Court dismisses lawsuit over treatment of circus elephants

Story highlights

  • Circus owner says he is "gratified" by the court's decision
  • Attorney for animal rights groups calls the ruling "disappointing"
  • The court said two animal protection groups and a former employee could not sue
  • The plaintiffs could not establish a legal "injury," the appeals court says
A lawsuit claiming systematic abuse and exploitation of elephants by the Ringling Bros. and Barnum & Bailey Circus was dismissed Friday by a federal appeals court.
The three-judge panel concluded two animal protection groups and a former employee with Feld Entertainment Inc., owners of the circus, did not have "standing" -- or authority -- to bring the lawsuit, since they could not establish actual legal "injury" to themselves. The judges also questioned the credibility of the one-time circus worker, the main witness in the litigation.
The key question was whether the standard, open use of metal restraining and control devices improperly created the illusion, especially among children, they did no physical or psychological damage to the animals.
"Nothing in the record supports the key link in (the plaintiffs) argument, namely that Feld's use of bullhooks and chains fosters a public impression that these practices are harmless."
Vienna, Virginia-based Feld owns the country's largest collection of Asian elephants, an endangered species. They travel and perform as part of the multi-act circus. Most are kept at a Florida sanctuary in the off-season.
The American Society for the Prevention of Cruelty to Animals (ASPCA) and the Animal Protection Institute (API) joined forces, alleging Ringling Brothers harms the animals in violation of the Endangered Species Act. They were assisted by a former trainer -- called a "barn helper" in court records -- who testified the world's largest land mammals were being mistreated through "inhumane" practices.
The bullhooks, two- to three-foot rods with a pointed end, are used to guide and control the animals, both in the ring and in their living quarters. The chains are placed on the animals' legs when they are not performing and when traveling by train.
The circus argues the elephants are not harmed by such treatment, and the practices are done for their protection and the safety of the animals, spectators and circus personnel.
"We are gratified with today's decision because it is a victory over those whose radical agenda, if adopted, could lead to banning animals from circuses, zoos and wildlife parks," said Kenneth Feld, chief executive of Feld Entertainment. "We will continue to focus on providing quality care to our elephants and delivering unique family entertainment options to the public."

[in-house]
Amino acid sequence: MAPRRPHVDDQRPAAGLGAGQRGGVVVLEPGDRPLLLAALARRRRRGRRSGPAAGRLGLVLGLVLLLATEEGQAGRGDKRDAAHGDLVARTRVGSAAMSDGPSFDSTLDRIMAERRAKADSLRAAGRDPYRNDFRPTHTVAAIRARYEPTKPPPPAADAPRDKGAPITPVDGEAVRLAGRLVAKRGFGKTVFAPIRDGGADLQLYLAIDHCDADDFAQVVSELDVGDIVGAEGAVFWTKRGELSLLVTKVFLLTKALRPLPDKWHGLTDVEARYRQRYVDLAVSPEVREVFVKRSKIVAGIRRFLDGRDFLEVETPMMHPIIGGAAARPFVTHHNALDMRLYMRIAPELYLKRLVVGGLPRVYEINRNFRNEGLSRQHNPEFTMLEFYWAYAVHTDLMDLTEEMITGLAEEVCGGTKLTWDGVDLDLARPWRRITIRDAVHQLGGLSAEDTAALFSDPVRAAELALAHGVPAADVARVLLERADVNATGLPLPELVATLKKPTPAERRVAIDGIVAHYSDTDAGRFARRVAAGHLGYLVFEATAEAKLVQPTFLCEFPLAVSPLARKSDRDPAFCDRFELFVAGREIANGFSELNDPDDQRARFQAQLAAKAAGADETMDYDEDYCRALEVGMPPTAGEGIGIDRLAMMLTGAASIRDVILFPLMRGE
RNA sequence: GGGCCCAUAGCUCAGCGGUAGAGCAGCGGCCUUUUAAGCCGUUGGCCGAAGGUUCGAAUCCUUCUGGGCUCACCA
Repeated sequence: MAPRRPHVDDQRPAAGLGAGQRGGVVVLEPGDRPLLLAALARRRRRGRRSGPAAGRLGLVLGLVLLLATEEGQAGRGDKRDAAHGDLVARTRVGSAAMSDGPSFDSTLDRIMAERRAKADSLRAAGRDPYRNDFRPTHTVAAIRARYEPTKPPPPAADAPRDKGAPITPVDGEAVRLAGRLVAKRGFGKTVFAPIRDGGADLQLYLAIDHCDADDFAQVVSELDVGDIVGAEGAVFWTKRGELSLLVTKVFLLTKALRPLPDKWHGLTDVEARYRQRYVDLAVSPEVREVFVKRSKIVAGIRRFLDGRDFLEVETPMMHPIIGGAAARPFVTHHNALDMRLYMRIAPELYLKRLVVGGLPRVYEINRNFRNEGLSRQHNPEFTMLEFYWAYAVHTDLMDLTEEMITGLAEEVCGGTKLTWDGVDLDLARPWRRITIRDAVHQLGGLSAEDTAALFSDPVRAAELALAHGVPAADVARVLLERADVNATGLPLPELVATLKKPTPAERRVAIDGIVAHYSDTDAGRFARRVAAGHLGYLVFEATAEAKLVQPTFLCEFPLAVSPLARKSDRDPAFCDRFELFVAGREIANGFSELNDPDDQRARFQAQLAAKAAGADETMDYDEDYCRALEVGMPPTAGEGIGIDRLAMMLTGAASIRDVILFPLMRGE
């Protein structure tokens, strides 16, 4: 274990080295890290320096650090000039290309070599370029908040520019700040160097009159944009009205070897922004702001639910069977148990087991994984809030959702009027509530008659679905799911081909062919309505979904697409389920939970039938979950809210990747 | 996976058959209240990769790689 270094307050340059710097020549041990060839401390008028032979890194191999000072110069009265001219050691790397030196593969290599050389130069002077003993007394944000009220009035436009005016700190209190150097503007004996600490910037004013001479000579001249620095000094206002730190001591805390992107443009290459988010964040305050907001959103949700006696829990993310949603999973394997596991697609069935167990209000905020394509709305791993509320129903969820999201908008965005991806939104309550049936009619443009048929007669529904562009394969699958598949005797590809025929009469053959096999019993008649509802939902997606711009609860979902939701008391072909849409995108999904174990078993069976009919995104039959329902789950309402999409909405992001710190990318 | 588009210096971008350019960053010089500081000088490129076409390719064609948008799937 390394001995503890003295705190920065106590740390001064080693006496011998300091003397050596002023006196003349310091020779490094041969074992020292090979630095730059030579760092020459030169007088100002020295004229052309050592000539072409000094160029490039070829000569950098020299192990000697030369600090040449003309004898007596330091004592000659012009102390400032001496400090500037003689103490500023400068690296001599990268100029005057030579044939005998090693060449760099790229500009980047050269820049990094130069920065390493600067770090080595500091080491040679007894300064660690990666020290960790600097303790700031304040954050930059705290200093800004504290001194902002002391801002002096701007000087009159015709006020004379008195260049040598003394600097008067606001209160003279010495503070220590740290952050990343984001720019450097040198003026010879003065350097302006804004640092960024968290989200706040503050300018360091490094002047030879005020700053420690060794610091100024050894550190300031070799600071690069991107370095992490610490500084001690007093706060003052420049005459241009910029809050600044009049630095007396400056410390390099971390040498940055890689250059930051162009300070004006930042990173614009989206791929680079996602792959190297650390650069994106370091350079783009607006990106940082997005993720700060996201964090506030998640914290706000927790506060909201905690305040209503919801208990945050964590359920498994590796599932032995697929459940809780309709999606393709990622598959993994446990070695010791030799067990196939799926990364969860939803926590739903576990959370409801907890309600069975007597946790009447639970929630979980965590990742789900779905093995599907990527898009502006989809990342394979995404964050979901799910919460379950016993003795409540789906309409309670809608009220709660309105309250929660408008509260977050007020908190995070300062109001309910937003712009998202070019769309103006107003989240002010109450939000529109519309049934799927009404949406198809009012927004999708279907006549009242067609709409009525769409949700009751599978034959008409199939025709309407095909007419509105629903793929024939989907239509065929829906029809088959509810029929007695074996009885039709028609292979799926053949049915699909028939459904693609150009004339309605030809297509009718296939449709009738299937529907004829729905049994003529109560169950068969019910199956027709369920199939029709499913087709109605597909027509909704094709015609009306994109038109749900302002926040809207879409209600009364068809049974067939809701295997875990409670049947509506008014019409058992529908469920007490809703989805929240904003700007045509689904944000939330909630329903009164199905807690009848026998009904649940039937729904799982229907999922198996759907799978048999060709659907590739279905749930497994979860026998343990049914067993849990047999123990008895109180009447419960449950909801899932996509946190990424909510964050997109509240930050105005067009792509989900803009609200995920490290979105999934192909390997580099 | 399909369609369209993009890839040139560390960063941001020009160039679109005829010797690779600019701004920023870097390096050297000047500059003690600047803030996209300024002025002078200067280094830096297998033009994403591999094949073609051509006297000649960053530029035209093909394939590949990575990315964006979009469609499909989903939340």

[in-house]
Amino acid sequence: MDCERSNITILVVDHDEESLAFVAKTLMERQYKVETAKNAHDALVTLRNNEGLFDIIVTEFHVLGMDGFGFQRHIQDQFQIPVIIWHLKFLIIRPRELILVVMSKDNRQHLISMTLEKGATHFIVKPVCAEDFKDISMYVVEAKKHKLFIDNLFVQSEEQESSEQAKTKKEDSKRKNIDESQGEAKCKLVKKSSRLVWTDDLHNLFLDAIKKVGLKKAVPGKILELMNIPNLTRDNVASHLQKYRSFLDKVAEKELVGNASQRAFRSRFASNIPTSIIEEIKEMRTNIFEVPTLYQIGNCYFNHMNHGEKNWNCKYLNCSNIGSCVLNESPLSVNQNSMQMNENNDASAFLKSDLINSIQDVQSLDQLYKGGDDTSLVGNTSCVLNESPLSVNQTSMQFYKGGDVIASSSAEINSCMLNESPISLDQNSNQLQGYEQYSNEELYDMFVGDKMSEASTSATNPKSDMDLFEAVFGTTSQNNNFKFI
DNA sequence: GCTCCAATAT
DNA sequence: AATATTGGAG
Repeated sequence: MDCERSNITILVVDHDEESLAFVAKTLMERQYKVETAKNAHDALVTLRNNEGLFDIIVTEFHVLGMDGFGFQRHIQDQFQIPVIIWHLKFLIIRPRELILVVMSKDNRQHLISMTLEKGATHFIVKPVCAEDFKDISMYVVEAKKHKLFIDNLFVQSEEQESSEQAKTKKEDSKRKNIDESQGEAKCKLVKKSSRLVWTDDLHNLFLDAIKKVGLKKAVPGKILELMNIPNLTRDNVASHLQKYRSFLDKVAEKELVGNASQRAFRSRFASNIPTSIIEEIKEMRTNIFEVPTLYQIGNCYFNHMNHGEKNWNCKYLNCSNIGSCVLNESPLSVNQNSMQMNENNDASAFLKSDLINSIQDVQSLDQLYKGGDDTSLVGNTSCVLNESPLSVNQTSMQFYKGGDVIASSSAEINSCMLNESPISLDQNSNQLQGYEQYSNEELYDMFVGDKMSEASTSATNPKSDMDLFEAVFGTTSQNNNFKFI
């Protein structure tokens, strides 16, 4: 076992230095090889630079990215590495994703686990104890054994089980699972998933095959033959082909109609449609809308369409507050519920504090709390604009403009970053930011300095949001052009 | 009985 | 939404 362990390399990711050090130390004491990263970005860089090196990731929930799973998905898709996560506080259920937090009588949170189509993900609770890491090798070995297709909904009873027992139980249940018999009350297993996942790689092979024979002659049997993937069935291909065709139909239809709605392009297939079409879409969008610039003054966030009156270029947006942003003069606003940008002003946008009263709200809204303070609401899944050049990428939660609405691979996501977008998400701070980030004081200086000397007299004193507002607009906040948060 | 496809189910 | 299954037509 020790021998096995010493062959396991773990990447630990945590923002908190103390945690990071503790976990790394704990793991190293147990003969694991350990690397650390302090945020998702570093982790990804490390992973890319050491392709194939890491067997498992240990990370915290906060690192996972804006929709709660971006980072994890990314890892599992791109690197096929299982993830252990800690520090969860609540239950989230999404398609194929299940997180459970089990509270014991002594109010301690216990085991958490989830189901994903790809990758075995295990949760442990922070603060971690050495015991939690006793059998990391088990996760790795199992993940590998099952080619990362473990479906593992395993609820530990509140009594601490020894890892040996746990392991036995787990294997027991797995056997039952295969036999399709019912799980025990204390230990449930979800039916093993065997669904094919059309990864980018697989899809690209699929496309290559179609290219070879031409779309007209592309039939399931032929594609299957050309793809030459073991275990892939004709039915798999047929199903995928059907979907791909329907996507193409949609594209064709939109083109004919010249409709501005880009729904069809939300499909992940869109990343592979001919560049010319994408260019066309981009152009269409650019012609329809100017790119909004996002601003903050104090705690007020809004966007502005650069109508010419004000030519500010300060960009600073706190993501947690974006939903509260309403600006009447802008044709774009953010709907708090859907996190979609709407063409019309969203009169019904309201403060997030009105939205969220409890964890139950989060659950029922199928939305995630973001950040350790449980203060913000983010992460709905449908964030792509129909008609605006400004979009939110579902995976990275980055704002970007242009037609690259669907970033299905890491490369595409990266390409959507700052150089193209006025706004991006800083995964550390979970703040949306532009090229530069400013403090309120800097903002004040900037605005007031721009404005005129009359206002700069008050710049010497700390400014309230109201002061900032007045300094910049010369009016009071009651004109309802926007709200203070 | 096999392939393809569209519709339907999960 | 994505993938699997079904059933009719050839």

John Simpson, a Washington attorney representing the circus, said the claims by the animal rights groups have been thoroughly dismissed as "manufactured litigation." He cited the testimony of Tom Rider, the circus employee who helped bring the initial suit, which a federal judge had earlier concluded was "essentially a paid plaintiff and fact witness who lacked credibility."
Writing for the appeals court Friday, Judge David Tatel said Rider "complained publicly about the elephants' mistreatment only after he was paid by activists to do so." Rider had received $190,000 over eight years from the organizations suing the circus, noted the court.
API claimed its public education programs were hampered by the impression the elephants were content and unharmed by the control methods, causing them to expend valuable financial resources. The challenge for the plaintiffs was to show their advocacy efforts suffered injury. Their setback Friday in this important "gateway" issue means the case cannot proceed to trial. The animal protection groups have the option of asking the Supreme Court to review their case.
"It is a disappointing decision because I thought we had shown enough for organizational injury with respect to reallocation of resources and should have had a chance to prove that Feld's actions clearly violate the Endangered Species Act," said Carter Phillips, the attorney for the animal rights groups. "The court found our proof just a little short on causation."
Feld Entertainment has a pending civil racketeering lawsuit of its own, alleging the animal rights groups are engaged in bribery, money laundering and wire fraud.
The elephant appeal comes on the heels of a separate lawsuit filed this week against SeaWorld Parks and Entertainment, operators of several marine animal theme parks and oceanariums.
People for the Ethical Treatment of Animals (PETA) has made a novel legal claim, alleging the constitutional rights of killer whales themselves are being violated by their captivity and performances. The group is suing on behalf of five individual sea mammals, claiming they are being held in slavery or involuntary servitude, in violation of the 13th Amendment.
The elephants case is ASPCA v. Feld Entertainment (10-7007).